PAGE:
Tabata Two — alternating reverse lunges/alternating side lunges: Start with reverse lunges for the first interval, switching legs with each rep. For the second interval, do side lunges, once again switching legs with each rep. Continue alternating between reverse and side lunges for each interval, doing four sets of each type of lunge.
Round Two: Full-Body
Tabata Three — single-leg deadlifts with overhead press: Use a five- to 10-pound weight; alternate sides with each interval. If you're standing on your right leg, then hold the weight in your left hand, moving weight to opposite hand when you switch legs.
Tabata Four — wood chops: Use a five- to 10-pound weight, and alternate sides with each interval.
Elbow side plank right
Elbow side plank left
Round Three: Core
Tabata Six — T push-ups: After each push-up, rotate into a side plank. Hold either plank or side plank for the 10-second rest period.
Tabata Five — full sit-ups with diamond legs: With the soles of the feet together and knees opened wide, perform this sit-up variation with arms straight arms, but do not rely on momentum! Keep the movement controlled.
Static V-sit: Hold Boat pose with either bend legs or straight
Advanced bridge: Also known as tabletop position, advanced bridge should give you a nice upper-body stretch while you work your glutes and legs.
It's true, in five minutes and five moves, you can tone your entire body. Perfect for those traveling over the holidays, these exercises don't require equipment and can be done anywhere. Set the stopwatch on your phone, and get ready to feel the burn. Time is tickin'!
Arms: One-Legged Push-Up
- Start on your hands and knees.
- Extend your left leg behind you so it's parallel with the floor. Engage your abs.
- With your leg extended, bend your elbows lowering your torso toward the floor while keeping your left heel in line with your left hip. Straighten your elbows to push yourself away from the floor.
- Repeat for a total of 30 seconds then lift your right leg for another 30 seconds.
Backside: Standing Booty Kicks
- Stand tall, and place your hands on your hips.
- Put all the weight in your left leg, keep both legs straight, and lift your right leg directly behind you. Let your glutes do all the work. Keep your right foot flexed, and work on lifting your heel as high as you can without leaning your torso too far forward. Engage your abs to help you stay balanced.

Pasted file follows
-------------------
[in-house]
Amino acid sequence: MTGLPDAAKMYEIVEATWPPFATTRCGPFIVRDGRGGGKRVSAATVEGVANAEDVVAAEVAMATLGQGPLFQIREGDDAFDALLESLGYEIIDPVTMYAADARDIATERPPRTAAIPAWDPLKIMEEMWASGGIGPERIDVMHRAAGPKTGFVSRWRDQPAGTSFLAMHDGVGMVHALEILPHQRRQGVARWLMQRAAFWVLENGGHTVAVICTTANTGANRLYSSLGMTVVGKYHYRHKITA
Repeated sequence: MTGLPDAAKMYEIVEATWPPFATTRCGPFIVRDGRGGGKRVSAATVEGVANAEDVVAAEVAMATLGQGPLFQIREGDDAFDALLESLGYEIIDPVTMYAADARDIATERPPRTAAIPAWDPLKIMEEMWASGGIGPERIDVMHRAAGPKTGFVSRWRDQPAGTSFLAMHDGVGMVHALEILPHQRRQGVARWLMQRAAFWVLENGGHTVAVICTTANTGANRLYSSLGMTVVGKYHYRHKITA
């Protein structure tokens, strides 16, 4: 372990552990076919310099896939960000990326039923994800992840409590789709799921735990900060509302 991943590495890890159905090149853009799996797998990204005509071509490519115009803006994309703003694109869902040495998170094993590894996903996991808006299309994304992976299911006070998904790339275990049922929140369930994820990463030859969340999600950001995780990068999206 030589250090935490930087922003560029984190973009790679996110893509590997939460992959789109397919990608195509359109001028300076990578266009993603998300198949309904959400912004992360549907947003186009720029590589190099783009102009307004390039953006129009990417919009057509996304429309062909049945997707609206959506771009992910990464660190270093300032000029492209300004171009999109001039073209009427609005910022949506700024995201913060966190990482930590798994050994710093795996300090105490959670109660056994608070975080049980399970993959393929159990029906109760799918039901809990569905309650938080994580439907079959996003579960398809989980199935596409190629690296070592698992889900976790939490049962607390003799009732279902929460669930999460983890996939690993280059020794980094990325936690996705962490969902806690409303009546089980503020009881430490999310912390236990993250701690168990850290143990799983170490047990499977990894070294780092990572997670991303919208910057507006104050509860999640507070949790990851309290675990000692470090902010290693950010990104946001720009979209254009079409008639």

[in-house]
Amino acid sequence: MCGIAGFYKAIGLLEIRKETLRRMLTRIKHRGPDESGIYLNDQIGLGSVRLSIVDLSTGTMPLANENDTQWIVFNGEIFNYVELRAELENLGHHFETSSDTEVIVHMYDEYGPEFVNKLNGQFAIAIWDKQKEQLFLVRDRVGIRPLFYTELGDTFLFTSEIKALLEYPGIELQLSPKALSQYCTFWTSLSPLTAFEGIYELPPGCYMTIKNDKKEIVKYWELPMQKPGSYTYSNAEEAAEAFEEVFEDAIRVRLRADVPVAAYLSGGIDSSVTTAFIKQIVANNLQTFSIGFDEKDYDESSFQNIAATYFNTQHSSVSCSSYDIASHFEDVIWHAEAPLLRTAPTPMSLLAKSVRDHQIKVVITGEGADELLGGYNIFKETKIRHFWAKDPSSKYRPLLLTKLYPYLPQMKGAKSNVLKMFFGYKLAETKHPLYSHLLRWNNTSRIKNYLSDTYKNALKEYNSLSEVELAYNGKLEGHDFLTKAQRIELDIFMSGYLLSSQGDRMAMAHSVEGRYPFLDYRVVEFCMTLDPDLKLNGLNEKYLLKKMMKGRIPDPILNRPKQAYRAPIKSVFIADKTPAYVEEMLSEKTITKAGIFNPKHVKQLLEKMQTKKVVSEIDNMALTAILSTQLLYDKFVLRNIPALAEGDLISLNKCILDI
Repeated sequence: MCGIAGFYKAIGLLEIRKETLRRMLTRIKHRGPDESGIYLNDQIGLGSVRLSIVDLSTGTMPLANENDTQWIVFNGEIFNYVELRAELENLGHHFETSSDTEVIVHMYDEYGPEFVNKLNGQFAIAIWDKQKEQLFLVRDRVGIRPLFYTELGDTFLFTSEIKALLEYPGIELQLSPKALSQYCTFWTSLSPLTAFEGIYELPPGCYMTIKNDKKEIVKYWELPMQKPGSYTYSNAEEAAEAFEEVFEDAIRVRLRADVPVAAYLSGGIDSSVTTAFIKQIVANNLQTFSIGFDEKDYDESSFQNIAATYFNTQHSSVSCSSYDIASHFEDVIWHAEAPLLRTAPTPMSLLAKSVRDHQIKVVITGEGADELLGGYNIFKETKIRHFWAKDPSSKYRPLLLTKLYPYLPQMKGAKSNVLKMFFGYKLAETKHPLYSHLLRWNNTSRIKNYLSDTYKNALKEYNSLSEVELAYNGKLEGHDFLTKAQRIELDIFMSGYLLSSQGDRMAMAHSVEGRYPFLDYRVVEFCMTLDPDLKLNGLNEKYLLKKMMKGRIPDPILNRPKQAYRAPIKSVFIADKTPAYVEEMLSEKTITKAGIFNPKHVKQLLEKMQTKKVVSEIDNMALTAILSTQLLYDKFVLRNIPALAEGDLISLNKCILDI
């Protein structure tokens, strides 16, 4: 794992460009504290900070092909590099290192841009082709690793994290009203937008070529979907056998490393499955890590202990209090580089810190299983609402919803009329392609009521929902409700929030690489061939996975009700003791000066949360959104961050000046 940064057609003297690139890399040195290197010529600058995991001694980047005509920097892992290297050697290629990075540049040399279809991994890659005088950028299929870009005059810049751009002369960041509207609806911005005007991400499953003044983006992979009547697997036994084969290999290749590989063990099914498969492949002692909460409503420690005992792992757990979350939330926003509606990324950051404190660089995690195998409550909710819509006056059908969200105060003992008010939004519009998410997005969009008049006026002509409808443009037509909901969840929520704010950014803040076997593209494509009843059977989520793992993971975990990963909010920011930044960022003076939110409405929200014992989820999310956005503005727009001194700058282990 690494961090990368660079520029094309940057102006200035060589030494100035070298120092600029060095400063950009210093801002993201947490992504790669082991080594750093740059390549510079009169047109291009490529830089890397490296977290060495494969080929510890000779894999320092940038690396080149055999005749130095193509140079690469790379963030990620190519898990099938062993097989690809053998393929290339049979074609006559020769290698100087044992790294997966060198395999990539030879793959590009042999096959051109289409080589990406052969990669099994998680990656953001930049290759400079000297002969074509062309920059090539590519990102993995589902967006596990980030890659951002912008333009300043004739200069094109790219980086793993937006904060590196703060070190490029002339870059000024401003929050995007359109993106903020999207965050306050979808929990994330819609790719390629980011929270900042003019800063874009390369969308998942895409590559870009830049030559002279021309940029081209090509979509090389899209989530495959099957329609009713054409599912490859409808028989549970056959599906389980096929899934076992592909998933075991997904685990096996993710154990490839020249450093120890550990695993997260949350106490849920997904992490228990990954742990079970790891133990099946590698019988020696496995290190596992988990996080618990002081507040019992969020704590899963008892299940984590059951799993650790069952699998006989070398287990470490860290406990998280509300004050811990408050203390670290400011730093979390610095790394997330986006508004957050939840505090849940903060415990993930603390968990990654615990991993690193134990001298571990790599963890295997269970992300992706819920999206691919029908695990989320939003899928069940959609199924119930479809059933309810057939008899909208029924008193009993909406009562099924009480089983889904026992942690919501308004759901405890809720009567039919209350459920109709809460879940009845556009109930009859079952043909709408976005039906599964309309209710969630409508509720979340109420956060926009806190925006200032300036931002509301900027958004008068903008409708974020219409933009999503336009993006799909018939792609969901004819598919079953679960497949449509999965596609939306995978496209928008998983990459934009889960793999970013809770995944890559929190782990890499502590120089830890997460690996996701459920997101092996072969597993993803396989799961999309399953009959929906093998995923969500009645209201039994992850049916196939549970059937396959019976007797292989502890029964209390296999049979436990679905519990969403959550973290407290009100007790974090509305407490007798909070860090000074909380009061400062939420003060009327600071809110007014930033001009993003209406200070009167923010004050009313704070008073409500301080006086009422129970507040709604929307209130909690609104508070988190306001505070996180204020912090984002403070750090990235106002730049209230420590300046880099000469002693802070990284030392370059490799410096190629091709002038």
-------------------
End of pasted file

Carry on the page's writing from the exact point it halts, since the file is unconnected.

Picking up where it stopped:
- Then lower your right leg so it's parallel with your left, but don't let it touch the ground. Then lift it back up behind you.
- Repeat this move for 30 seconds at a moderate pace. Then lift your left leg, and repeat the same movement for another 30 seconds.
- Lie on your back, and reach your arms rigidly to your side, off the floor. Lift your legs off the floor, and point them so they are at about a 45-degree angle. Lift your head so your shoulders are off the floor as well.
- When ready to begin, lift your upper torso off the floor, and bend your knees. You can lean back to make this move harder or come up more to make it easier. Lower back down to the floor so your legs are straight out and your back is on the floor but not your head, shoulders, or legs.
- Repeat for one minute. Keep your abs engaged as you perform this move instead of relying on gravity; if it gets too hard, then keep your knees bent as you lower down.
Legs: Wide Squat
- To start, keep your hands clasped in front of your chest as shown. Step your feet apart so there's about 20 inches between your heels. Point your toes out slightly.
- Bend your knees and elbows, keep your shoulders over your hips, and lower down so your weight is back in your heels. Then straighten your legs and arms.
- Repeat this movement for one minute.
Obliques: Twisting Side Elbow Plank
- Come into an elbow plank on your right side, with your feet stacked one on top of the other. Rest your weight on your right elbow with your fingers reaching away from your body, palm down.
- Place your left arm behind your head, and inhale to prepare.
- Exhale and pull your navel to your spine to engage your deep abs, and rotate your left rib cage toward the floor. Stay there for a second, and deepen your abdominal connection, pulling your navel in toward your spine even more.
- Return to starting position, and repeat for 30 seconds. Switch sides and repeat the motion for another 30 seconds.
Side planks are a great way to work your core, but why not add a twist to spice things up? Adding any kind of motion to a side plank challenges your balance, works your obliques, and tones your shoulders. Needless to say, it's a move you have to try!
- Come into a side elbow plank on your right side, with your feet stacked one on top of the other. Keep your weight on your right elbow with your fingers reaching away from your body.
- Place your left arm behind your head, and inhale to prepare.
- Exhale, and pull your navel to your spine, engaging your deep abs. Rotate your left ribcage toward the floor. Stay there for a second, and deepen your abdominal connection by pulling your navel in toward your spine even more.
- Return to the starting position, and repeat seven more times for a total of eight reps, then switch sides. Repeat series again on your left side.
Bonus: although this is a strength training move, this exercise also provides a nice stretch for your upper back!